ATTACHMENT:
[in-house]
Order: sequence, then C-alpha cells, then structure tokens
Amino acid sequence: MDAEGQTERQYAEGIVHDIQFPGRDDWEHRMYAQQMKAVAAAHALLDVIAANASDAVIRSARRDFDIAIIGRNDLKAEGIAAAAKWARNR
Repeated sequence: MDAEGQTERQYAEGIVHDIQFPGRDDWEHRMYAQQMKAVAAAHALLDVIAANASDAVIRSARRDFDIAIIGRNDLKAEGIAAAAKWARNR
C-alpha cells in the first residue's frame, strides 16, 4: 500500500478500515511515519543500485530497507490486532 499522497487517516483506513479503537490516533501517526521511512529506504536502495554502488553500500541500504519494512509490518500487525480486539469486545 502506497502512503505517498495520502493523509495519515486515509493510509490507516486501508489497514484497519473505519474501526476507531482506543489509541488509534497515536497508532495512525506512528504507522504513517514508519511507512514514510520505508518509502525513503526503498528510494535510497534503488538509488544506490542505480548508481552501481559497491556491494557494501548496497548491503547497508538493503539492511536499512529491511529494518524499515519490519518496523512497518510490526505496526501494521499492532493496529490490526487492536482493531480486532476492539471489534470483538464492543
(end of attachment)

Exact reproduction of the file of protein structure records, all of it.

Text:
[in-house]
Order: sequence, then C-alpha cells, then structure tokens
Amino acid sequence: MDAEGQTERQYAEGIVHDIQFPGRDDWEHRMYAQQMKAVAAAHALLDVIAANASDAVIRSARRDFDIAIIGRNDLKAEGIAAAAKWARNR
Repeated sequence: MDAEGQTERQYAEGIVHDIQFPGRDDWEHRMYAQQMKAVAAAHALLDVIAANASDAVIRSARRDFDIAIIGRNDLKAEGIAAAAKWARNR
C-alpha cells in the first residue's frame, strides 16, 4: 500500500478500515511515519543500485530497507490486532 499522497487517516483506513479503537490516533501517526521511512529506504536502495554502488553500500541500504519494512509490518500487525480486539469486545 502506497502512503505517498495520502493523509495519515486515509493510509490507516486501508489497514484497519473505519474501526476507531482506543489509541488509534497515536497508532495512525506512528504507522504513517514508519511507512514514510520505508518509502525513503526503498528510494535510497534503488538509488544506490542505480548508481552501481559497491556491494557494501548496497548491503547497508538493503539492511536499512529491511529494518524499515519490519518496523512497518510490526505496526501494521499492532493496529490490526487492536482493531480486532476492539471489534470483538464492543